Since China imposed a 15% tax on primary aluminium exports in 2006, the Chinese and non Chinese aluminium markets have operated in relatively closed loops. China, by and large, produced its own primary aluminium, most of which remained on-shore. In turn there was little pricing interaction between LME and SHFE markets. Now the status quo appears to have changed.

A good proxy of the apparent interaction between both markets is the amount of trading volume taking place during the Shanghai day session i (pre-15.00 Shanghai/07.00 London). In well arbitraged global markets like copper, these “Asian hour” volumes on the LME and Shanghai closely correlate. Aluminium, on the other hand, is the highest-volume contract traded on the LME but has typically seen lower volumes and more stable prices than other LME base metal contracts during Asian hours, demonstrating little interaction between the two markets.

However, since SHFE volumes jumped in Q4 2015, the LME Aluminium Asian hours trading share rose to 8-9% of the total daily volume compared to 5% in Q1-3 2015 (Fig 2).The LME-SHFE aluminium arbitrage has swung more aggressively since Q4 2015 (Fig 3) and LME prices have also been more volatile in Asian hours (Fig 4). The average price range for aluminium in the London morning more than doubled to hit peaks of 1.2% in both November 2015 and November 2016, a time when Shanghai volumes were particularly high and the SHFE-LME arbitrage moved substantially.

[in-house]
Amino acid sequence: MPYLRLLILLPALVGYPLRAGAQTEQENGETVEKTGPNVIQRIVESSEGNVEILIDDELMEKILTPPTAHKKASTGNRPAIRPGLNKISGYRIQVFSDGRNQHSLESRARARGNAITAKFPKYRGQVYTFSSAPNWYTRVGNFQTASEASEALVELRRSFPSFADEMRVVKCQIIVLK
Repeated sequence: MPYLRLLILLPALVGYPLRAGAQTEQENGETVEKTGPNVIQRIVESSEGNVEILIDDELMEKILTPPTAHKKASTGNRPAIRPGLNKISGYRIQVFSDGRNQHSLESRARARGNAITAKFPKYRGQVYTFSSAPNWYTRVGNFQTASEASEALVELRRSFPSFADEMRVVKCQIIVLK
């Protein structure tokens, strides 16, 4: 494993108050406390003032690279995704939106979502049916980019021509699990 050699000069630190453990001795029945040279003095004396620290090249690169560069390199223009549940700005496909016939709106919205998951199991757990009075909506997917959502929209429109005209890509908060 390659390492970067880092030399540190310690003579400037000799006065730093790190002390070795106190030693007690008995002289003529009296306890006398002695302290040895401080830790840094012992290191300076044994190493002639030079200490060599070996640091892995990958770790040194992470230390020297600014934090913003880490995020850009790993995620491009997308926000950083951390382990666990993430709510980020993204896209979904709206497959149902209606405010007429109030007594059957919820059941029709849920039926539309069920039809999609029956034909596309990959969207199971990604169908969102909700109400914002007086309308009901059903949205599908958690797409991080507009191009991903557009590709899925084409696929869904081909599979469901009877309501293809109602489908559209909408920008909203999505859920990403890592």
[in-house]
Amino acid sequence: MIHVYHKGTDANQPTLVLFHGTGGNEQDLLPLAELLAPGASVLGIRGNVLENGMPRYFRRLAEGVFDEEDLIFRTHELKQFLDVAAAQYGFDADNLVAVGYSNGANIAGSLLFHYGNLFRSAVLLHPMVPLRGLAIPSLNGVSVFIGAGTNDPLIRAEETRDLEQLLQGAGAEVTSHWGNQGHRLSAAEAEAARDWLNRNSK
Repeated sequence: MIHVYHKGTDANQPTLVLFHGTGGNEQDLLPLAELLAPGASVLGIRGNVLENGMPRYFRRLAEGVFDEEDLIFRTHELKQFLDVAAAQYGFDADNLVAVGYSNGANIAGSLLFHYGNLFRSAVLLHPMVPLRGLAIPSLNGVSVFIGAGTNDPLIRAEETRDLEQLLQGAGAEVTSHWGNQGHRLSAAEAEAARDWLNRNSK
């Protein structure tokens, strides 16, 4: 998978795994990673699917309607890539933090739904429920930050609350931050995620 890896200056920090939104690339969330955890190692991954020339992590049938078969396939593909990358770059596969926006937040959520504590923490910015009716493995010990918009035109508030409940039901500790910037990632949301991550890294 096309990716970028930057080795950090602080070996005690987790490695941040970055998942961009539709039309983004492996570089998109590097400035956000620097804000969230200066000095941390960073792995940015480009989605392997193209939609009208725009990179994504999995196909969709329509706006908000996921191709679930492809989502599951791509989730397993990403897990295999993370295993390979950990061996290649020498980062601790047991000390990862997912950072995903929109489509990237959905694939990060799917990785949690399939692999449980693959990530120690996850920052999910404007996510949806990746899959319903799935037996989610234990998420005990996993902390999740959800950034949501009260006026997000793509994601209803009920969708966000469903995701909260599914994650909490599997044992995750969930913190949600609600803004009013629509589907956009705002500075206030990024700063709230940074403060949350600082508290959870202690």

What’s driven these previously disconnected markets together?

Analysts might point to higher Chinese exports of semi-processed aluminium, which receive a rebate, making trade flows more economic. The effective ‘semi-arb’ becomes a driver for outflows of downstream materials that connect the two markets.

A genuine increase in intra-day activity suggests the relationship has widened beyond just merchants hedging physical profits. On-screen traders are increasingly trading the aluminium arb or, at least, allowing the direction of one market to influence trading on the other.

Stocks pivot East

As Shanghai gets more active, the LME Aluminium price is becoming more relevant in Asia. After the 2008 financial crisis, LME Aluminium stocks primarily grew in the US and Europe creating queues, which meant these locations held the most discounted warranted stock in the OTC markets. This presented the naturally biased location for long position holders to deliver the warrants that were picked up by the shorts, essentially shifting the LME Aluminium price to the West.
In 2016, the bias shifted back east as stocks have been steadily delivered out of western-queued locations with support from the LME warehouse reform programme. Meanwhile, tightness in the forward curve incentivises stock deliveries, which have mostly been into Asian warehouses. Crucially, on a live-warrant basis, Asia now overtakes the US and Europe for the first time since 2008 (Fig 5).

i LME calculation for trading during SHFE day time is the % of the daily volume traded pre-07.00 for the 3 month contract on LMEselect only.

ii This involves SHFE and LME prices in combination with fabrication prices/physical premia/less 13% SHFE tax rebate i.e. (LME primary aluminium + regional premiums + fabrication price) – (((SHFE primary aluminium price + domestic premiums/discounts + fabrication price) – 13% VAT rebate) + freight).

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